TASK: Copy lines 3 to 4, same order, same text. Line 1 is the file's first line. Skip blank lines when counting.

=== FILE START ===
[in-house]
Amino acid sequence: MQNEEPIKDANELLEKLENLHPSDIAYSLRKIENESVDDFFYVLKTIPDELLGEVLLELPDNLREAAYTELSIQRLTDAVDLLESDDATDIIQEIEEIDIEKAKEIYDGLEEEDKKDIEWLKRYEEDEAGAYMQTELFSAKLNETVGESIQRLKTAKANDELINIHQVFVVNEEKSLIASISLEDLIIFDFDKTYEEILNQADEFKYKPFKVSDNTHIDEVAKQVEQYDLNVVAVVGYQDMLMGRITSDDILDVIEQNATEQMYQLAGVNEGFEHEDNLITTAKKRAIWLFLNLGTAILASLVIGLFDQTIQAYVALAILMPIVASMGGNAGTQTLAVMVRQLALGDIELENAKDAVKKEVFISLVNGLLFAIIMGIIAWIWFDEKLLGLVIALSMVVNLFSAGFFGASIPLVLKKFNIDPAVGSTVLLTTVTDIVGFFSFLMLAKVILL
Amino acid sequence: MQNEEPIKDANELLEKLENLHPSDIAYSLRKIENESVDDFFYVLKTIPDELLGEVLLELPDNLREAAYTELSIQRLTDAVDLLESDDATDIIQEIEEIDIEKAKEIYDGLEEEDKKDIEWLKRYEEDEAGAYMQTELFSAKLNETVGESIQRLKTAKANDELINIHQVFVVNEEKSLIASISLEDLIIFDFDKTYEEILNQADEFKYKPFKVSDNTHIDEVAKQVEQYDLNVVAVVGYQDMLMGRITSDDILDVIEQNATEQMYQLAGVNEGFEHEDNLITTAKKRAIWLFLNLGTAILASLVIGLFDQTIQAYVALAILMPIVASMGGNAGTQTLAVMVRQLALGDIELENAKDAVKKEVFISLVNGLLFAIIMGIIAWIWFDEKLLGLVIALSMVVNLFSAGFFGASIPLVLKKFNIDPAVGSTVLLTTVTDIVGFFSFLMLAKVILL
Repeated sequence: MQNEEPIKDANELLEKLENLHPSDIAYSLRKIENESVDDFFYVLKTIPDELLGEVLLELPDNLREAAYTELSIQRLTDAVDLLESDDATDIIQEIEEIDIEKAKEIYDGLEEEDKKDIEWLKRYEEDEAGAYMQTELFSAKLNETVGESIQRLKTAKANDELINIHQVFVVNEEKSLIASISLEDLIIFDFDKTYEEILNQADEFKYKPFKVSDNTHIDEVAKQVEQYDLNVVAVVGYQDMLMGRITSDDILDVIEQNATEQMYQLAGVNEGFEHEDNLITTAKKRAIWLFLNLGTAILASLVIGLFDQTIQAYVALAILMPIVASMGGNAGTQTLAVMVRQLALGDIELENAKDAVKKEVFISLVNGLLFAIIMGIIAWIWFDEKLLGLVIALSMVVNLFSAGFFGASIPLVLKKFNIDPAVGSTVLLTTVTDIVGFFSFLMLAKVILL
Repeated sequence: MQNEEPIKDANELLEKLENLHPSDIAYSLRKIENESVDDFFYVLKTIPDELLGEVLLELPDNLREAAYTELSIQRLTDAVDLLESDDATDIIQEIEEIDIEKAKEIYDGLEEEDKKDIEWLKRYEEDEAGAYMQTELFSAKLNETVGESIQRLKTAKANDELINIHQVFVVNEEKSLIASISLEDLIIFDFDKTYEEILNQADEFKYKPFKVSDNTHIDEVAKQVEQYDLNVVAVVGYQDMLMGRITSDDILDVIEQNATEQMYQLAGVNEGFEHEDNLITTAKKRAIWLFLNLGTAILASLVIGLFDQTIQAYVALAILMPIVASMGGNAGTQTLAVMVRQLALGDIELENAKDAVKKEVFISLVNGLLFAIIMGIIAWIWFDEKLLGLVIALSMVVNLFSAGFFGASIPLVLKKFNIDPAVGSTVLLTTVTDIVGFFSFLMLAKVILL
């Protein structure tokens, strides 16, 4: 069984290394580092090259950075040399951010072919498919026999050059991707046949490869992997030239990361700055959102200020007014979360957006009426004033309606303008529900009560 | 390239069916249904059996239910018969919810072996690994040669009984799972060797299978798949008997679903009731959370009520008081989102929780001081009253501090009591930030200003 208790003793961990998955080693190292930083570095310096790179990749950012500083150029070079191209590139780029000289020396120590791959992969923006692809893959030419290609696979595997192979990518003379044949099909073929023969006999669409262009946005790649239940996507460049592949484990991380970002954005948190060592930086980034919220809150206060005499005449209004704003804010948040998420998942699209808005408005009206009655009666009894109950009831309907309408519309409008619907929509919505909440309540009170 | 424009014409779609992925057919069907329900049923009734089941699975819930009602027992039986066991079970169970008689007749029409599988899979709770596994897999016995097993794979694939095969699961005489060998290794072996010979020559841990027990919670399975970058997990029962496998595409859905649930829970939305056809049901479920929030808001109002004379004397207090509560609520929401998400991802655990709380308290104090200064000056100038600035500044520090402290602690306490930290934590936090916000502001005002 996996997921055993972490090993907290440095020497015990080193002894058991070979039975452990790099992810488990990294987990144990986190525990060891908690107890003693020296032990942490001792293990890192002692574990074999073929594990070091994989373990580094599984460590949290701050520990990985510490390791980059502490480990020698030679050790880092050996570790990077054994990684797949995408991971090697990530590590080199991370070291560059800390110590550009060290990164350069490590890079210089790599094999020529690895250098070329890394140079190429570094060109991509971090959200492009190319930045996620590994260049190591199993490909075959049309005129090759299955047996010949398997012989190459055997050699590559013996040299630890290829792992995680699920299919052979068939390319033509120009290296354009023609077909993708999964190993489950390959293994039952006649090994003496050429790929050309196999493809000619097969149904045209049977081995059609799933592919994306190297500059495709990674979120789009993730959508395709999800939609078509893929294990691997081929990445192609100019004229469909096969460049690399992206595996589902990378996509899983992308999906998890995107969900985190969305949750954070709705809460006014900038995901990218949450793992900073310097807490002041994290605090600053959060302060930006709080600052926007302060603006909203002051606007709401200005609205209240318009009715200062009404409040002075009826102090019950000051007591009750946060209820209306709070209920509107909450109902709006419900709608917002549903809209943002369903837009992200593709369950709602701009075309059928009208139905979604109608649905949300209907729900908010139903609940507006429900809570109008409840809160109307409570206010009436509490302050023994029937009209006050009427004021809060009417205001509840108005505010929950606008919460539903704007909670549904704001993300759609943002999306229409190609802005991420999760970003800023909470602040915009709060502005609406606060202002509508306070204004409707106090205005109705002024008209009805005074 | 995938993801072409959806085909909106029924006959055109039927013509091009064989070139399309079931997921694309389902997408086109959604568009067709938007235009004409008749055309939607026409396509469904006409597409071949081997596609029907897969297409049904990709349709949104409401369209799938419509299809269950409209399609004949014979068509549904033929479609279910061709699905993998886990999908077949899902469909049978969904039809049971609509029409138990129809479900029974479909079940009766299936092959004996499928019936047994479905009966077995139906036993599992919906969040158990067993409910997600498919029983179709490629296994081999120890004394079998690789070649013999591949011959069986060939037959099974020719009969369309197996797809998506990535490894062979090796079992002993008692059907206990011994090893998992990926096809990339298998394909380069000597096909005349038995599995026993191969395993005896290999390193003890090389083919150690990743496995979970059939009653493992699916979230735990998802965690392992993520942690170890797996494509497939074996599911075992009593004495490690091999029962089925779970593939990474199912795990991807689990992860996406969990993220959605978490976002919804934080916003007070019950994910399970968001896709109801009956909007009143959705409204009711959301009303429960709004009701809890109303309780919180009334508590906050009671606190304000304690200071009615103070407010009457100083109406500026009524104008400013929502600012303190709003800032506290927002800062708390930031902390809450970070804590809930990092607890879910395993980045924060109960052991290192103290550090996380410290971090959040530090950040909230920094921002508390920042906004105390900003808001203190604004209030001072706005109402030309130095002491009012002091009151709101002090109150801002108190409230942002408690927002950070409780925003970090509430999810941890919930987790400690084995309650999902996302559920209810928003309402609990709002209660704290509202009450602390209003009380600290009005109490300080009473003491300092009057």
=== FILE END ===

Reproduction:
Amino acid sequence: MQNEEPIKDANELLEKLENLHPSDIAYSLRKIENESVDDFFYVLKTIPDELLGEVLLELPDNLREAAYTELSIQRLTDAVDLLESDDATDIIQEIEEIDIEKAKEIYDGLEEEDKKDIEWLKRYEEDEAGAYMQTELFSAKLNETVGESIQRLKTAKANDELINIHQVFVVNEEKSLIASISLEDLIIFDFDKTYEEILNQADEFKYKPFKVSDNTHIDEVAKQVEQYDLNVVAVVGYQDMLMGRITSDDILDVIEQNATEQMYQLAGVNEGFEHEDNLITTAKKRAIWLFLNLGTAILASLVIGLFDQTIQAYVALAILMPIVASMGGNAGTQTLAVMVRQLALGDIELENAKDAVKKEVFISLVNGLLFAIIMGIIAWIWFDEKLLGLVIALSMVVNLFSAGFFGASIPLVLKKFNIDPAVGSTVLLTTVTDIVGFFSFLMLAKVILL
Repeated sequence: MQNEEPIKDANELLEKLENLHPSDIAYSLRKIENESVDDFFYVLKTIPDELLGEVLLELPDNLREAAYTELSIQRLTDAVDLLESDDATDIIQEIEEIDIEKAKEIYDGLEEEDKKDIEWLKRYEEDEAGAYMQTELFSAKLNETVGESIQRLKTAKANDELINIHQVFVVNEEKSLIASISLEDLIIFDFDKTYEEILNQADEFKYKPFKVSDNTHIDEVAKQVEQYDLNVVAVVGYQDMLMGRITSDDILDVIEQNATEQMYQLAGVNEGFEHEDNLITTAKKRAIWLFLNLGTAILASLVIGLFDQTIQAYVALAILMPIVASMGGNAGTQTLAVMVRQLALGDIELENAKDAVKKEVFISLVNGLLFAIIMGIIAWIWFDEKLLGLVIALSMVVNLFSAGFFGASIPLVLKKFNIDPAVGSTVLLTTVTDIVGFFSFLMLAKVILL